Ok, before any flight, the pilot must conduct a thorough preflight inspection. For the Cub, this means you start your checks at the cockpit and make absolutely certain that the magneto switch is off and the throttle is at idle. You then walk around the plane checking that everything is properly attached, the tail wheel assembly and the steering chains are intact, the engine isn’t missing any parts, the prop isn’t cracked, chipped or delaminating and that there’s no water in the fuel. You ALWAYS treat the prop carefully as the little Continental engines usually start VERY easily so making sure the mags are off and being careful with any movement of the prop is standard operating procedure. On the first few flights, the instructor provides the “ArmStrong” starter since there is no electrical system hence, no electrical starter. Once running, the instructor pulls the chocks and does a jungle gym exercise to get into the cramped front seat. Taxiing is a challenge since your limited view (sky and birds) is now, for the most part, blocked by the instructor sitting in front of you. Forget the instruments as any view of them is blocked by the same piece of humanity. For the first few lessons, just taxiing is a challenge. S- turns are required and you seem to over control everything.  Upon arrival at the end of the runway, you do a run-up to check the magnetos, check that the trim is set correctly, the carburetor heat is operational and  make certain all controls are free and clear. Then, after clearing for traffic, you somehow make it on to the runway and lineup. Once the power comes up, the Cub magic begins to happen. I’ll venture a guess that every pilot that has ever flown a Cub, even those that knew it was going to eventually lead to mortal combat, smiled broadly during the takeoff. The Cub gathers “speed” at a rate that just feels right. The controls “come alive” just right. The engine sounds “just right” and the wings assume lift and support you and the plane “just right.” The first flight in a Cub has got to be very close to what Wilbur and Orville experienced in the Wright Flyer. It’s pure, fun, enjoyable flight!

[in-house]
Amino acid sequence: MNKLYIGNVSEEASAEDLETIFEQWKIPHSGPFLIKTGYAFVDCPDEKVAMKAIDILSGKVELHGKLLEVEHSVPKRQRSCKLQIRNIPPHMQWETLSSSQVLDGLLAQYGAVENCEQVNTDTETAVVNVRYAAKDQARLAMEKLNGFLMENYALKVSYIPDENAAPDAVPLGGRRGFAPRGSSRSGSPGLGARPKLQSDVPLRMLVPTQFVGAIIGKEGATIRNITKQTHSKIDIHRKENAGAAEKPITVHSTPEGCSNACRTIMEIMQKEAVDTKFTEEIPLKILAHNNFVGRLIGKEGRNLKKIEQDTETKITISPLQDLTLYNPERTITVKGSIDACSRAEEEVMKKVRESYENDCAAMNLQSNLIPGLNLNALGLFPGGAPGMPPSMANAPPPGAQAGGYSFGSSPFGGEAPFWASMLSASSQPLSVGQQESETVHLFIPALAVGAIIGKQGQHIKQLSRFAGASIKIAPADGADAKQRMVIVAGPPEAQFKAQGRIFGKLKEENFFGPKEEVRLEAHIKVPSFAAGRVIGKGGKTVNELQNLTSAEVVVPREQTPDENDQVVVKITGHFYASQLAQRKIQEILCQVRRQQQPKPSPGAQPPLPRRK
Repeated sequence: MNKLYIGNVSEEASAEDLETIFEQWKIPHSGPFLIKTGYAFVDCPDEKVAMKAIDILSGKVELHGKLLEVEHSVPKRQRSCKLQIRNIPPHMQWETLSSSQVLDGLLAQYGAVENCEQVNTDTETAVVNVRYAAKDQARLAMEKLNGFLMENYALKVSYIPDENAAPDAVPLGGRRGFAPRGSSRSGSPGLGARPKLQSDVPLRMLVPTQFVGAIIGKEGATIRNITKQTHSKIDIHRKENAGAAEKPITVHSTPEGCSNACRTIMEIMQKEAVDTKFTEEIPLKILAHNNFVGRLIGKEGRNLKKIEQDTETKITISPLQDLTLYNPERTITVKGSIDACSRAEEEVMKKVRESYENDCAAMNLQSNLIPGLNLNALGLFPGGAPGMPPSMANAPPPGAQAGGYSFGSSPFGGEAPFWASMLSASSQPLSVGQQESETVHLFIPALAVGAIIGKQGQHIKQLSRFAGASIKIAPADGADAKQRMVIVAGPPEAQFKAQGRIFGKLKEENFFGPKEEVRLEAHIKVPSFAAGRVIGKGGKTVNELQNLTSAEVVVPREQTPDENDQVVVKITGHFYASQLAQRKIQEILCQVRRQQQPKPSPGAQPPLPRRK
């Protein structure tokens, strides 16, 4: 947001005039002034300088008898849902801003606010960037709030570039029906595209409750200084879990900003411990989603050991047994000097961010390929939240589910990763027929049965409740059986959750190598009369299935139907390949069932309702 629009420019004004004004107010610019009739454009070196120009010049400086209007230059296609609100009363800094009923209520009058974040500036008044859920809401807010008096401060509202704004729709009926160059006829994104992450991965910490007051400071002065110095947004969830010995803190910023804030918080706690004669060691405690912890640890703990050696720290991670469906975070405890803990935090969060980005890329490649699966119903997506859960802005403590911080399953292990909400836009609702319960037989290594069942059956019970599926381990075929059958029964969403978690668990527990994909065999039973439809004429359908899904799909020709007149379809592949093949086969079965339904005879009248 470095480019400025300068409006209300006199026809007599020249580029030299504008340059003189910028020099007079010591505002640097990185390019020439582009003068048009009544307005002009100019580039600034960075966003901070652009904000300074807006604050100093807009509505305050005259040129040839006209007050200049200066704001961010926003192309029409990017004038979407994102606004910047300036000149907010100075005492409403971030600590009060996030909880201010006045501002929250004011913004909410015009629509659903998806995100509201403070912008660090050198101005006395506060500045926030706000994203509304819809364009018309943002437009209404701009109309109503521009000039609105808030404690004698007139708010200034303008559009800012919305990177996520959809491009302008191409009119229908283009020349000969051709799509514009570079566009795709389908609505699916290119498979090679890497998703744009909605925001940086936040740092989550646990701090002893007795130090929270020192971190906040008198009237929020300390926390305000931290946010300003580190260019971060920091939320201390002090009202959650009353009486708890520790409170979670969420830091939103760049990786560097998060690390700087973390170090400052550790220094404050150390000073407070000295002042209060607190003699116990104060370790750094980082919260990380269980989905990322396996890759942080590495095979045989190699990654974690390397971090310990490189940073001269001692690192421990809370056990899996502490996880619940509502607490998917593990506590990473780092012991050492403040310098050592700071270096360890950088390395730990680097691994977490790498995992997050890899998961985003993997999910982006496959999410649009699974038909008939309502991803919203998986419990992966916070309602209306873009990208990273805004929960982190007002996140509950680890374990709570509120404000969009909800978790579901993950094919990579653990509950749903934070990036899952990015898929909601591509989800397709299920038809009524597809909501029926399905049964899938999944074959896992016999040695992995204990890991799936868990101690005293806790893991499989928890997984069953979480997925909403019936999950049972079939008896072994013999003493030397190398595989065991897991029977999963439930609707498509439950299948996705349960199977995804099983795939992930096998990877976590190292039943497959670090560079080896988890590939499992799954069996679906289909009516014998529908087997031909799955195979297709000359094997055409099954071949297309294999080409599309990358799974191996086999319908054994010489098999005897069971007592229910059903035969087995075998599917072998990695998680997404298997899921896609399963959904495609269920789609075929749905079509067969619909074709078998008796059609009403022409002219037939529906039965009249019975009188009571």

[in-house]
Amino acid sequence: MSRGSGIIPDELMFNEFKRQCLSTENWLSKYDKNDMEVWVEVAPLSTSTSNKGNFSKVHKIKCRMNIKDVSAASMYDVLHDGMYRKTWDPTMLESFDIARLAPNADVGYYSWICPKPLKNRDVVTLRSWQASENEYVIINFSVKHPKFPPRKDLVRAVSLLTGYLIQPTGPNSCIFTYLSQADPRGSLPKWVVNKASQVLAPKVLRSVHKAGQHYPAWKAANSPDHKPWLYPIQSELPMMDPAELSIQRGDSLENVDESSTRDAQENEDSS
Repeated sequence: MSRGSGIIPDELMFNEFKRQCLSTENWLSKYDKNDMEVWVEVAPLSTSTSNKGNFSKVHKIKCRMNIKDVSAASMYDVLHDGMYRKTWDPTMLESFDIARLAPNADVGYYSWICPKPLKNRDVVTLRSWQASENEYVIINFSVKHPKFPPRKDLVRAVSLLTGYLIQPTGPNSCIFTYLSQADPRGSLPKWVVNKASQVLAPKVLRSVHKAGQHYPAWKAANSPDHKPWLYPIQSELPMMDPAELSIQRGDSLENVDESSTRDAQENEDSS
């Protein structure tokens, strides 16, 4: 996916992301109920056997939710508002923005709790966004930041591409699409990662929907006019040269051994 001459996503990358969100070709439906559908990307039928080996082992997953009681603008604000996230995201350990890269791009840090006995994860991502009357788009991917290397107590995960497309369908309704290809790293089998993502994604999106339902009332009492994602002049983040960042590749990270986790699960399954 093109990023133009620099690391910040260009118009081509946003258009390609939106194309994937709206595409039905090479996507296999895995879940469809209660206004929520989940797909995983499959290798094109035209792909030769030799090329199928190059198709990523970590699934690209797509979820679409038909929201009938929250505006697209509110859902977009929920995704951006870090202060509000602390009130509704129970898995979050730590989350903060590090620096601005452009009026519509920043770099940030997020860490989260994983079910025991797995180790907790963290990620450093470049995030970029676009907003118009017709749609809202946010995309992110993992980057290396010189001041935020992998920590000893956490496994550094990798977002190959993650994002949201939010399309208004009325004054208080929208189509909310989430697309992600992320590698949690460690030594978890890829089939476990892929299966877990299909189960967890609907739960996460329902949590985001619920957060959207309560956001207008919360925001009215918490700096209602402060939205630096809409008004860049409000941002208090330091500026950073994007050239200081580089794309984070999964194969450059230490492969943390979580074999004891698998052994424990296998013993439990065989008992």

Actually, the paragraph above describes the experience and set of emotions that comes after about five or six hours of training. The first few flights are frustrating exercises in over-controlling some things (elevator, rudder, ailerons) and under-controlling others (elevator, rudder, ailerons). It all depends on the wind, your speed and what the airplane needs. Learning to anticipate these needs and figuring out just the right amount of control input is the key. It’s been said that the important speeds in a Cub are as follows: takeoff-60mph, climb-60 mph, land-60 mph. That’s not factually correct (it will do all of them much slower) but it demonstrates that nothing happens real fast in a Cub. Speed is not an important factor though at this stage of the cadet’s training. Learning control coordination, basic aerodynamics, rudimentary emergency procedures, coping with different wind and weather conditions and most importantly, gaining spatial orientation (where am I horizontally AND vertically?) is the goal and the little Cub teaches these lessons better than any airplane that came before or, some say, after it.